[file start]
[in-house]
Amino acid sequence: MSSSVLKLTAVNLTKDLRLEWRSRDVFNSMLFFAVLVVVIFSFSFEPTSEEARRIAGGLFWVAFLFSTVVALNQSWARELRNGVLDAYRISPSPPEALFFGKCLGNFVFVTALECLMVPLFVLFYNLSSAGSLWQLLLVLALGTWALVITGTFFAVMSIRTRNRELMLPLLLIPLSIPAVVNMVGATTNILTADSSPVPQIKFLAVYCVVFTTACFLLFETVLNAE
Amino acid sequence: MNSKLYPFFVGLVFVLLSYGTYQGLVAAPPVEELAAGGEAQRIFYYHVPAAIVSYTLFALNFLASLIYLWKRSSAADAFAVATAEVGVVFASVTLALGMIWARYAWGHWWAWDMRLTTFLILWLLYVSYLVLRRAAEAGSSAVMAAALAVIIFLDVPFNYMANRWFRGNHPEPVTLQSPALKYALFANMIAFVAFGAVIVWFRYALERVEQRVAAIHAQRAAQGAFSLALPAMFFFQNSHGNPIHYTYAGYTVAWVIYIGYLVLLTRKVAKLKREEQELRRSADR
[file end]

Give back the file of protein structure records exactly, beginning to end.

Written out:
[in-house]
Amino acid sequence: MSSSVLKLTAVNLTKDLRLEWRSRDVFNSMLFFAVLVVVIFSFSFEPTSEEARRIAGGLFWVAFLFSTVVALNQSWARELRNGVLDAYRISPSPPEALFFGKCLGNFVFVTALECLMVPLFVLFYNLSSAGSLWQLLLVLALGTWALVITGTFFAVMSIRTRNRELMLPLLLIPLSIPAVVNMVGATTNILTADSSPVPQIKFLAVYCVVFTTACFLLFETVLNAE
Amino acid sequence: MNSKLYPFFVGLVFVLLSYGTYQGLVAAPPVEELAAGGEAQRIFYYHVPAAIVSYTLFALNFLASLIYLWKRSSAADAFAVATAEVGVVFASVTLALGMIWARYAWGHWWAWDMRLTTFLILWLLYVSYLVLRRAAEAGSSAVMAAALAVIIFLDVPFNYMANRWFRGNHPEPVTLQSPALKYALFANMIAFVAFGAVIVWFRYALERVEQRVAAIHAQRAAQGAFSLALPAMFFFQNSHGNPIHYTYAGYTVAWVIYIGYLVLLTRKVAKLKREEQELRRSADR